Students were invited to collaborate on researching digitised archival information about St Andrew’s first female alumni and thus expand the limited amount of information we have about these front-running women.
The Postgraduate Development Officer collaborated with Tomas Vancisin, a SACHI Group researcher focusing on visualising historical university records, and the Inclusion Diversity Equity Accessibility (IDEA) network to host a pilot event to raise awareness about the University’s first female students.
The University of St Andrews is over 600 years old, but women have only been allowed to study here for the past 145 years. In 1877, 15 years before women were officially allowed to study at universities around Scotland, St Andrews started offering women the Lady Literate in Arts qualification, which was equivalent to an MA degree. Despite the significance of this qualification for gender equality and beyond, the amount of information we have about these pioneering women is sparse. The event aimed to spark a discussion and encourage attendees to become “knowledge activists” by looking for additional information about these women. In addition to filling information gaps about underrepresented women, the session also showcased opportunities to develop skills in digital media, research, public engagement, and team collaboration.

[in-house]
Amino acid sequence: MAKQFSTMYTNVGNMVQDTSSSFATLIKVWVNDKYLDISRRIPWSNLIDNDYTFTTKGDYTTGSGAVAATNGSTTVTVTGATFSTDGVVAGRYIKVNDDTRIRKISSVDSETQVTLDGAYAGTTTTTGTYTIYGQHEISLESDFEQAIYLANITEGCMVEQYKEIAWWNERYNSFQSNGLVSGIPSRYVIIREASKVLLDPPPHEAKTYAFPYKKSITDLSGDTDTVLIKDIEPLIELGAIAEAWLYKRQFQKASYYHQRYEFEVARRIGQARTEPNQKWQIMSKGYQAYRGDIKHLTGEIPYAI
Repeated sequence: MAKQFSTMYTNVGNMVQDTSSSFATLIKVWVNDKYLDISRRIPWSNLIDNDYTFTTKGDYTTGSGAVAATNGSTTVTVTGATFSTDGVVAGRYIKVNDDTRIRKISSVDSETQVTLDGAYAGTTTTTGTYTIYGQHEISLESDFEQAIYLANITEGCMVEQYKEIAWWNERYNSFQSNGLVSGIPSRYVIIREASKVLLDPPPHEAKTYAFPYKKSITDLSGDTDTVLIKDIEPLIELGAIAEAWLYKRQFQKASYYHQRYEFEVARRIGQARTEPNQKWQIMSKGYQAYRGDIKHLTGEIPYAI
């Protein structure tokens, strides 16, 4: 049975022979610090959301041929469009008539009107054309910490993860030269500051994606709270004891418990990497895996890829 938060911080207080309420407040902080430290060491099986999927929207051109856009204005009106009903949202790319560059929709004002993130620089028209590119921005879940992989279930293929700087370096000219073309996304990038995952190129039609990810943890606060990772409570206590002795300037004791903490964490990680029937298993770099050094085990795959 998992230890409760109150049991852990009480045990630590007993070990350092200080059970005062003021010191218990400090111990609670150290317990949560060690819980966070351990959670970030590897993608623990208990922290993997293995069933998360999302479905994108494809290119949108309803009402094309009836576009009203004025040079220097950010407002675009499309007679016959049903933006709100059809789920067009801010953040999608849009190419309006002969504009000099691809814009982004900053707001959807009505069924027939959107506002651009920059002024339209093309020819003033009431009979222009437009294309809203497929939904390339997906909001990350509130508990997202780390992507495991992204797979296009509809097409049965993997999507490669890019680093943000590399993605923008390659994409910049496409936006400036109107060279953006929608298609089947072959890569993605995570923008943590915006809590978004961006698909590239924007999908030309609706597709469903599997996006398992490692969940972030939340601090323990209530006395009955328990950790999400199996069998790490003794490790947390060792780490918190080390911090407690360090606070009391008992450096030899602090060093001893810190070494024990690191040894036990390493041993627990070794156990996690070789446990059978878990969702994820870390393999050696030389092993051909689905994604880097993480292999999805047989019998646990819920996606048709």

The long-term goal is to run Wikipedia training as a means to encourage writing Wikipedia Biographical articles about LLA’s we identify as notable.
Here is what one of the attendees said about their experience:
“I really enjoyed searching for information about the LLA graduates. It was exciting to try and uncover what information is out there, and it was good fun. I also enjoyed hearing more about the IDEA network, and I am keen to get involved as a ‘knowledge activist.”
- Find out more about the Inclusion, Diversity, Equity & Accessibility in Open Research Network (IDEA Network for short).
- More about the Lady Literate in Arts Scheme